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The Lake News Online
Health, food and wellness from MU Extension Specialist Melissa Bess
Fats and oils
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About this blog
By Melissa Bess
My name is Melissa Bess. I am a Nutrition and Health Education Specialist with University of Missouri Extension. This health and wellness blog started as a way to help improve MU Extension faculty and staff wellness but has grown to a much larger ...
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MU Extension Health and Wellness
My name is Melissa Bess. I am a Nutrition and Health Education Specialist with University of Missouri Extension. This health and wellness blog started as a way to help improve MU Extension faculty and staff wellness but has grown to a much larger audience. Follow me, share with others, bookmark this page, leave comments, and enjoy.
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Sometimes when we hear the word "fat" we automatically have a negative connotation with that word. Actually, we need some fats in our diets. But it is important to choose the right kinds of fats.

Fats are necessarily for protecting our internal organs, for insulation, for hormones, found in our nerve and brain tissues, and for storage and transport of some vitamins. They are also a concentrated source of energy and help satisfy hunger and fullness. Fats can also raise our blood cholesterol.

Saturated fats come mainly from animal foods, such as higher fat cuts of meat, butter, whole dairy products (milk, cheese, yogurt) and from palm, palm kernel, and coconut oils. Saturated fats are typically solid at room temperature (except those three oils previously listed) and raise both total cholesterol and bad (LDL) cholesterol. It is recommended to consume no more than 7 to 10% of total calories from saturated fat (look for foods that have 5% or less %DV for saturated fat).

Trans fats (or hydrogenated fats) are processed to be more saturated and found in many packaged foods, bakery foods, stick margarine, and fried restaurant foods. You will find them in some donuts, cookies, crackers, cakes, margarine, muffins, and fried foods. Look for the word "partially hydrogenated" in the ingredient list. It is recommended to get as little trans fat as possible, as close to none as you can. Trans fats also raise total cholesterol and bad (LDL) cholesterol, and may also lower good (HDL) cholesterol.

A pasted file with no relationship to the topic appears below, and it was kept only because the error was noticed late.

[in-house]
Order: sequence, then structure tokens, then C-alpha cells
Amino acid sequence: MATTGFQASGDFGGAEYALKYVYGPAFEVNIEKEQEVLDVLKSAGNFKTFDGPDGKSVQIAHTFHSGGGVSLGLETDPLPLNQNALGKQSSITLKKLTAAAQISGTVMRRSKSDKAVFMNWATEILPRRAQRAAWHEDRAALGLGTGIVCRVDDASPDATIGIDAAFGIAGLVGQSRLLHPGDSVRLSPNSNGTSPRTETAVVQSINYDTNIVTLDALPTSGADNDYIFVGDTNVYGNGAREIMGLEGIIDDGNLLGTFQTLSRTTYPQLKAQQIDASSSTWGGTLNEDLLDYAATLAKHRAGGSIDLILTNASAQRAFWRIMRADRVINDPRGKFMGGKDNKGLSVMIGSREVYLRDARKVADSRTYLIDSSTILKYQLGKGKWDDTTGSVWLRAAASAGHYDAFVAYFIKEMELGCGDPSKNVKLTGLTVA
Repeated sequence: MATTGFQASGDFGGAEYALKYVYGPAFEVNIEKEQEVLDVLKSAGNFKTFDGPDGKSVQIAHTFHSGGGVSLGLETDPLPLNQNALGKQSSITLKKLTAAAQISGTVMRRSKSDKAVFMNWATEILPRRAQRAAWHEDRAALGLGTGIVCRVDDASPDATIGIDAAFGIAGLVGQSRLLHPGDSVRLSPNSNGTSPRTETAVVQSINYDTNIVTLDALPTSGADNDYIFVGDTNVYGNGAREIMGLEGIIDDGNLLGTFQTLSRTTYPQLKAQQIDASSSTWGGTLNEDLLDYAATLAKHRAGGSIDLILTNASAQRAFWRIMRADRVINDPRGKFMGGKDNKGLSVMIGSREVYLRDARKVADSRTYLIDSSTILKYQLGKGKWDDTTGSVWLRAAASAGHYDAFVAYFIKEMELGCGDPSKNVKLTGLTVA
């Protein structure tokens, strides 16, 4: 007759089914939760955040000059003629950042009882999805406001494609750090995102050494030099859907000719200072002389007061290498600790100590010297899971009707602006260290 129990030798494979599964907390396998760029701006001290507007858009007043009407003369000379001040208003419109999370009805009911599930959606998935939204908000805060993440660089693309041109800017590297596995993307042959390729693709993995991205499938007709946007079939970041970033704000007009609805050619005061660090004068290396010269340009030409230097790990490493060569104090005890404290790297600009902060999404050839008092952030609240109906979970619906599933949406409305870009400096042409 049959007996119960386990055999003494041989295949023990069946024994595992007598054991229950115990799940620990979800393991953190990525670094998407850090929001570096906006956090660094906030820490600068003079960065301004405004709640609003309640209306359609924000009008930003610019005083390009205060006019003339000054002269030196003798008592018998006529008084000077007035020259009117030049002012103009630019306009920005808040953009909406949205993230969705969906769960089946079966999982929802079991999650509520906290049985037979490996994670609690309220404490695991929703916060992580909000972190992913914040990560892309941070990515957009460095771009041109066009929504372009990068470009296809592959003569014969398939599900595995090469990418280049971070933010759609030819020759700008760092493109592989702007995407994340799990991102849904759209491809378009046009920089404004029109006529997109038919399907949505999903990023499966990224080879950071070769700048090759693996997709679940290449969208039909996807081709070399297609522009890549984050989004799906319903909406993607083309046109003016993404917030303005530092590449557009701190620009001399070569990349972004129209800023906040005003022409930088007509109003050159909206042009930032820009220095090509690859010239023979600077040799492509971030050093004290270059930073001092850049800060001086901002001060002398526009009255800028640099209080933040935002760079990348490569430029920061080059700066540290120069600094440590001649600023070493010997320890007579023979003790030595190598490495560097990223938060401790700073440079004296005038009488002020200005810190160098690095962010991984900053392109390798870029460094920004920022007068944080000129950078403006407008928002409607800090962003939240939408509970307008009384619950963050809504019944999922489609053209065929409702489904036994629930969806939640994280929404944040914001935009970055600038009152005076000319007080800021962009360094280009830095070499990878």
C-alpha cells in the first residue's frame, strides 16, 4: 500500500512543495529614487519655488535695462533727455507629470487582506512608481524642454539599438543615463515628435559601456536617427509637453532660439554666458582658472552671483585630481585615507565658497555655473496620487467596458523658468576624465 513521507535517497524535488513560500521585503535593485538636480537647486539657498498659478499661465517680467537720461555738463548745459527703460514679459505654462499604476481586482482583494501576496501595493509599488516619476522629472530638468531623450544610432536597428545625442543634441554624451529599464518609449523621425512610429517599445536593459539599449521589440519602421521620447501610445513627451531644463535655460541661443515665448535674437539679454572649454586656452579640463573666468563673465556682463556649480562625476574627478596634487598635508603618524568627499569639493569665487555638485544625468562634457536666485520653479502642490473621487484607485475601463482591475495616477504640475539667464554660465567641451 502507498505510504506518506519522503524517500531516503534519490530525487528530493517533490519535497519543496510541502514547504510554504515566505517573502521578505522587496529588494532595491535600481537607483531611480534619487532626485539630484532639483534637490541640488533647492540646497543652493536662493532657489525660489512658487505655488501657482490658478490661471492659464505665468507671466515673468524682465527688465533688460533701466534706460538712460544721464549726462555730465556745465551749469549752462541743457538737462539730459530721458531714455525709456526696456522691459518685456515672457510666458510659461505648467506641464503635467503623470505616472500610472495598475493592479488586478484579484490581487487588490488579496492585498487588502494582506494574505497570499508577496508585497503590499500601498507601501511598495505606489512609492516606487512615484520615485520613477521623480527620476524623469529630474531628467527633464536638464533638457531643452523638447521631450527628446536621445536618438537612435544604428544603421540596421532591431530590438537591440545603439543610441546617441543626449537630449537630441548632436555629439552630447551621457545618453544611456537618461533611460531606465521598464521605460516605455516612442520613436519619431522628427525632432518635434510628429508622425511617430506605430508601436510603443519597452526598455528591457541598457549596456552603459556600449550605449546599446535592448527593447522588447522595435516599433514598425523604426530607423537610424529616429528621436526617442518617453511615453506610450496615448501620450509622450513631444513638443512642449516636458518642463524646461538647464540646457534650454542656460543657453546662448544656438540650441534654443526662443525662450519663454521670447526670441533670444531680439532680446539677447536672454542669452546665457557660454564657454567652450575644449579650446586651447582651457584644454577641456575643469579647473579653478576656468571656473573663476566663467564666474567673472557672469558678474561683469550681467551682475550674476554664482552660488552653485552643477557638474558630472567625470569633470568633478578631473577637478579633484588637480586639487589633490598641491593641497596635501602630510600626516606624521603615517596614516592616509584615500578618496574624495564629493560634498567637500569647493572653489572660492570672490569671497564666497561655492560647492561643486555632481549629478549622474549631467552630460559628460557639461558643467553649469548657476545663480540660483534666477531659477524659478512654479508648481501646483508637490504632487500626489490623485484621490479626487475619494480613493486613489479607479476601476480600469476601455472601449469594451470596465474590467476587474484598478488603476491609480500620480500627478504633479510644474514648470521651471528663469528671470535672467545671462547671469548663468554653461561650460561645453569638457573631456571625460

Monounsaturated fats are liquid are room temperature and include nuts, vegetables oils (canola, olive, sunflower, safflower oils), and avocados. They lower total cholesterol, lower bad (LDL) cholesterol, and may raise good (HDL) cholesterol.

Polyunsaturated fats are also liquid at room temperature and include oils (corn, safflower, soybean, and sunflower oils) and the fatty acids from seafood. They lower total cholesterol, lower bad (LDL) cholesterol, and may lower good (HDL) cholesterol.

Omega-3 fatty acids are a special type of polyunsaturated fats but are unique. They are found in seafood (mainly oily fish like tuna, mackerel, and salmon) and to a lesser extent in walnuts, flaxseed, and some oils (soybean, canola). Seafood is the best source of omega-3 fatty acids. Omega-3s will lower triglycerides and total cholesterol.

All fats and oils are made of up a combination of these different types. You can compare the different makeup of fats and oils on this comparison chart. If the graphic is too small, click on the link.



Other resources:

Which Fats and Oils are Healthy? from MU Extension (Janet Hackert)

Do You Know Your Cholesterol Numbers? from MU Extension (Tammy Roberts)

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